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Gallery Night


Gallery Night in Ithaca is always a treat. The venues are so varied-a bakery, a gallery, a clothing store, the history center, a chocolate shop. The company was good,too,as I was guided by veteran gallery night denizens. Jyl kept us organized and Mike, in addition to being up for anything, can tell you what day you were born on. Due to rain, we ran late, and only had two out of three hours and thirty-one places to visit. Needless to say, we didn’t even come close.

TC Public Library

TC Public Library

In fact, I could have spent the whole time at the first show at the TC Library. The three-part exhibit included an installation of Carla Rae Johnson’s “The Alternet,” Barbara Page’s “Book Marks” and JoAnn Wilcox’s “The Call to Everyone”, as well as a 15 drawer card catalog filled with cards contributed by members of the community. The Alternet was what trapped me, each drawer of the card catalog full of the works of a different artist. Libraries have always been my happy,safe place. Heck, I used to love looking through the card catalog when it just listed books. Anyway, eventually my guides grew adamant, and we moved on.

Jon Bosak

Jon Bosak

We met the photographer Jon Bosak at Benjamin Peters, a men’s clothing store that smelled just like my granddads men’s clothing store. There was no sign out front indicating this was a gallery stop, so it was pretty empty. Too bad, because it was very nice work. Well crafted, but also the type of subjects that draw my eye, like interesting bits of metalwork and graffiti. Jon doesn’t have a website. He had concerns about folks snagging digital copies, so I hope the artwork I include here is okay.

We also saw Bill Liddick’s photographs at Collegetown Bagels, intimate portraits of nature taken as he kayaked through it.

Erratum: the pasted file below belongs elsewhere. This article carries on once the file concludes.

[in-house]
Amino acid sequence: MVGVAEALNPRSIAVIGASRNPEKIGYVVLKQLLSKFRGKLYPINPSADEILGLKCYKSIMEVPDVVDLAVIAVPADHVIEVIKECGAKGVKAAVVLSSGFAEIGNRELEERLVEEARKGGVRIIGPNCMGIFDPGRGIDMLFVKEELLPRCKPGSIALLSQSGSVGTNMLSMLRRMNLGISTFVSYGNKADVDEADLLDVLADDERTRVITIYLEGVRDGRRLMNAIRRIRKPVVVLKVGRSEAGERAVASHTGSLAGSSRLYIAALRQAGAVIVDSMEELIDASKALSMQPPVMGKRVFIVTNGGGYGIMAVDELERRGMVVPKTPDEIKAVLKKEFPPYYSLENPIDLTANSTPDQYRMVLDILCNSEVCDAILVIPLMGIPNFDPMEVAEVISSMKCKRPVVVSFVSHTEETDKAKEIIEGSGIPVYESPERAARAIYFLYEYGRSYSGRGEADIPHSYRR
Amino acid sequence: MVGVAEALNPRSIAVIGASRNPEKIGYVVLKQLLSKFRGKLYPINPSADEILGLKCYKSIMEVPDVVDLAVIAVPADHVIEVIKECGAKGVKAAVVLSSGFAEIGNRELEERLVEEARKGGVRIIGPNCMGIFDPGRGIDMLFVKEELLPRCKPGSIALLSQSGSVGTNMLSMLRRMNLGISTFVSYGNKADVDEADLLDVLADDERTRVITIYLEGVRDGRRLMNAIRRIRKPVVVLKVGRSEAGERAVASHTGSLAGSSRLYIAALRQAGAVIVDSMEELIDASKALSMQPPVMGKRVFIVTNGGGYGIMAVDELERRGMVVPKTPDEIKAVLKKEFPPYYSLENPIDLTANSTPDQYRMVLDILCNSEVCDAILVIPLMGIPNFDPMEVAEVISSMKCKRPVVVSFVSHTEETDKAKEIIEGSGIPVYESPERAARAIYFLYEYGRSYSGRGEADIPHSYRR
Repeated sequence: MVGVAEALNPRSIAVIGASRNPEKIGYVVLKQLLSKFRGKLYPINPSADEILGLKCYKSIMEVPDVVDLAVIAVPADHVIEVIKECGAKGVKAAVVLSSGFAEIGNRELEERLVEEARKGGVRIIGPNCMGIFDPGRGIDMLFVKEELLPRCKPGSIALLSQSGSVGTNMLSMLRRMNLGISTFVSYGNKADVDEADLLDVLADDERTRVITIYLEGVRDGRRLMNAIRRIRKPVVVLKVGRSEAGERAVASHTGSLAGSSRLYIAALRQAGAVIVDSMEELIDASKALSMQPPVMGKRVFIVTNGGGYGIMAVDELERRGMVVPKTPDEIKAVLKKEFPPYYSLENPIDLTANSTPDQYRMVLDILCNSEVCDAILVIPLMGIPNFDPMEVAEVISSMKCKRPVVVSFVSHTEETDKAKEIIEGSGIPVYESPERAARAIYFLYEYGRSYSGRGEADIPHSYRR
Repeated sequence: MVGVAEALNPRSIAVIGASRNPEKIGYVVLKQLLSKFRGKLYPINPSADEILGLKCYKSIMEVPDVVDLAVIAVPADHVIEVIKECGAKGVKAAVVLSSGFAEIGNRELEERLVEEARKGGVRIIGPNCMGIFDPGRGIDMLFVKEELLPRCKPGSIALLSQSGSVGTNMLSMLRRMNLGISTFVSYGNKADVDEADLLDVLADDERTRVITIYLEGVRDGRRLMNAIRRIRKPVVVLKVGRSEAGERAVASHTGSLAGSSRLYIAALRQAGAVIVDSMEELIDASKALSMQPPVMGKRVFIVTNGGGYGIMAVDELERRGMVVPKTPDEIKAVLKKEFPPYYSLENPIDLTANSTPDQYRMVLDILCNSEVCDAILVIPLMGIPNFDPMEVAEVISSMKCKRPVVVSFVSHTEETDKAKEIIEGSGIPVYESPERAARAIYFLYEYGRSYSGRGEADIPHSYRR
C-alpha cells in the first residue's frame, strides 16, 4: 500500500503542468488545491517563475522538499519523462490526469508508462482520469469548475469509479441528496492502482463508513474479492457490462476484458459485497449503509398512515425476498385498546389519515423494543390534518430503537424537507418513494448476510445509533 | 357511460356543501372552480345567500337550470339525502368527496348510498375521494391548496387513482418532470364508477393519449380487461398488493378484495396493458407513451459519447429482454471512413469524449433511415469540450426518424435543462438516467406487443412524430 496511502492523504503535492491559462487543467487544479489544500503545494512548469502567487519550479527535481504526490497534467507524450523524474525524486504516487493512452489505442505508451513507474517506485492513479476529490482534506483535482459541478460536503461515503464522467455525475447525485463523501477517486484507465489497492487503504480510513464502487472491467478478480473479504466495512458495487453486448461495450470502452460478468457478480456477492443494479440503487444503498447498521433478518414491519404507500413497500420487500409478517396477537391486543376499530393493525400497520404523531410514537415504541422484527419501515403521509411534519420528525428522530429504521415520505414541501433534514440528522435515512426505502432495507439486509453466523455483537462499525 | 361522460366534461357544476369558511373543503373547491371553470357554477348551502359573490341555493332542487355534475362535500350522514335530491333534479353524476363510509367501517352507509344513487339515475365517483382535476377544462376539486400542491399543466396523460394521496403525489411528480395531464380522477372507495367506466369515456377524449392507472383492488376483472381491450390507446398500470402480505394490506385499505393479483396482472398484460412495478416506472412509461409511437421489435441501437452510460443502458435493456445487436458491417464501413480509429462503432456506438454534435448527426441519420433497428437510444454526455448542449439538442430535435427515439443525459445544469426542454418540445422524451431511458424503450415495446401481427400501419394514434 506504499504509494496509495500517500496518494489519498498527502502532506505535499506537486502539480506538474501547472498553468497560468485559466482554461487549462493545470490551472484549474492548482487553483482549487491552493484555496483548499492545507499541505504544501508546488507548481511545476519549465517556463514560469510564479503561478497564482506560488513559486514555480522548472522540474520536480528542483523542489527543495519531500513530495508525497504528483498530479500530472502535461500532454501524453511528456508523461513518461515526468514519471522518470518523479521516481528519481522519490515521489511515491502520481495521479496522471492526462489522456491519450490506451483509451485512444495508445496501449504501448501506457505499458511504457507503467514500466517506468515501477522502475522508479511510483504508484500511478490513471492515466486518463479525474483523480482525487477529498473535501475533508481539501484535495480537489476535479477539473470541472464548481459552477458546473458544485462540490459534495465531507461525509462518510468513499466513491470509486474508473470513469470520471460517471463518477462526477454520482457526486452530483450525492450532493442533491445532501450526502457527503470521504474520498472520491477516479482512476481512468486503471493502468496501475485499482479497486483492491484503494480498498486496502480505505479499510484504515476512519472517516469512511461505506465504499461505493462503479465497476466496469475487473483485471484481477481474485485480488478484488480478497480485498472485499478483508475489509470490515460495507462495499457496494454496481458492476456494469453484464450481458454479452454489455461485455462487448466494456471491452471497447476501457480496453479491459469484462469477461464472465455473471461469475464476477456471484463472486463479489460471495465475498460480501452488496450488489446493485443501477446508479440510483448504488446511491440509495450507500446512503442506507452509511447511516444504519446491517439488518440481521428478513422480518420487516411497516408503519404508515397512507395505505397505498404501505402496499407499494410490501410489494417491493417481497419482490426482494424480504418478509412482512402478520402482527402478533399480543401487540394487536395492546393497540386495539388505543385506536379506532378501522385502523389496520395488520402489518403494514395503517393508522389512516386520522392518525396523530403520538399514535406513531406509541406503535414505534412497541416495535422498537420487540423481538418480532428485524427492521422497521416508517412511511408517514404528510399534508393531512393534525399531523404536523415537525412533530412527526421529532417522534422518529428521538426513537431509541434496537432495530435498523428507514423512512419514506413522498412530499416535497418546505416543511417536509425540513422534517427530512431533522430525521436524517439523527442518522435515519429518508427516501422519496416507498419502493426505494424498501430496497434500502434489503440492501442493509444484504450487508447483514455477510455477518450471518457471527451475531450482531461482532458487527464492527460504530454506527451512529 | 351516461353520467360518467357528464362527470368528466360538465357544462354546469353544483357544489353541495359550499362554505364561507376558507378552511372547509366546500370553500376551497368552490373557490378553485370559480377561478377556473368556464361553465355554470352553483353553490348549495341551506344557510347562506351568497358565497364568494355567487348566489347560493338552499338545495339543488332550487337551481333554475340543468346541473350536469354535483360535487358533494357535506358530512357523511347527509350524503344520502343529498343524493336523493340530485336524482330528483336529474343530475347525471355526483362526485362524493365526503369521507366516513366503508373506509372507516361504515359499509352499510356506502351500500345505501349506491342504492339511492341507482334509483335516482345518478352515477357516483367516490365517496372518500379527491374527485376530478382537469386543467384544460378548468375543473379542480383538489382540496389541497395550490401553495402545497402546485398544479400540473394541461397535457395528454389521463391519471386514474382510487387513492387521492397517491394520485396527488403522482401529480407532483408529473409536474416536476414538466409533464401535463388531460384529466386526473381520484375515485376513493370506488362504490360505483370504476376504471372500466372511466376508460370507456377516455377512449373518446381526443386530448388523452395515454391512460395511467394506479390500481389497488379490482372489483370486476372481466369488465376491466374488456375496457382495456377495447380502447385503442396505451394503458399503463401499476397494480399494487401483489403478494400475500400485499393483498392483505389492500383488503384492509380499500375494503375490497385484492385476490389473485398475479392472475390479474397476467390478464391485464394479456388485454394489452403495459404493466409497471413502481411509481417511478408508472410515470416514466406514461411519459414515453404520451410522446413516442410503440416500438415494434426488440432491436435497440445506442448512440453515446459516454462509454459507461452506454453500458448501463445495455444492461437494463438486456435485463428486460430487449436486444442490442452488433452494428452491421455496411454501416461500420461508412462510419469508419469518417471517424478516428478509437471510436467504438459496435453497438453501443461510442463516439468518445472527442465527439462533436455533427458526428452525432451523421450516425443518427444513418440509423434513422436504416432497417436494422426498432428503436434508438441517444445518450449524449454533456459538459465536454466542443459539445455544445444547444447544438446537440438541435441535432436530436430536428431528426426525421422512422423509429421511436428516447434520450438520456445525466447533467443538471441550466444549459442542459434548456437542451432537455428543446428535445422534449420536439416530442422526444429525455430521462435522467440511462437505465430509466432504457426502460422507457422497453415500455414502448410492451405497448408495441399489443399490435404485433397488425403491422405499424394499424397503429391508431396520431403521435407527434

Bill Liddick

Bill Liddick



At the CAP Artspace we saw what was essentially remnants of Kristen Tordella-Williams performance art piece “Grave”. (Perhaps it didn’t entirely convey the actual performance.)horses

The Ink Spot had an upstairs room full of member art as well as an exhibit for gallery night, making too many different artists to describe. My sister and I were both struck by one print in particular…just how we feel about horses, I guess. Then we peeked at the Moving Box Studio next door . It seemed very hip and full of young people and a bit, as Mike said, like Halloween. And indeed, there was an arguably nightmarish sculpture waiting in the corner.eyeballs

The Art ofSurviving

The Art ofSurviving

Sarah’s Patisserie displayed the art of survivors of sexual assault. A variety of styles, they were generally more uplifting than depressing. And there were chocolates, incredible chocolates. A good part of gallery cruising is the munchies, but this was beyond the call of duty.

Sunny Days is a New York made gift shop that mayorhad a group of artists painting live. We missed that part, but did see the results of “The Essence of Ithaca”.

Another new business to me was the Mystic Water Kava Bar. A San Diego transplant, the interior design was a work of art in itself. We didn’t sample the wares (a “traditional

Robert Barker

Robert Barker

non-alcoholic elixir”), but I did enjoy the rich colors of Robert Barker’s oil paintings. Even in the dim light they glistened.

With four minutes to spare, we almost missed a great exhibit at the State of the Art Gallery. Three dimensional mixed media pieces pieces in wood, metal and twigs, many with meticulous cross stitching, by Eva Capobianco. In addition to being captivating pieces, she and a number of other artists at the gallery are donating 20% of their sales to the CRCFL. Thank you!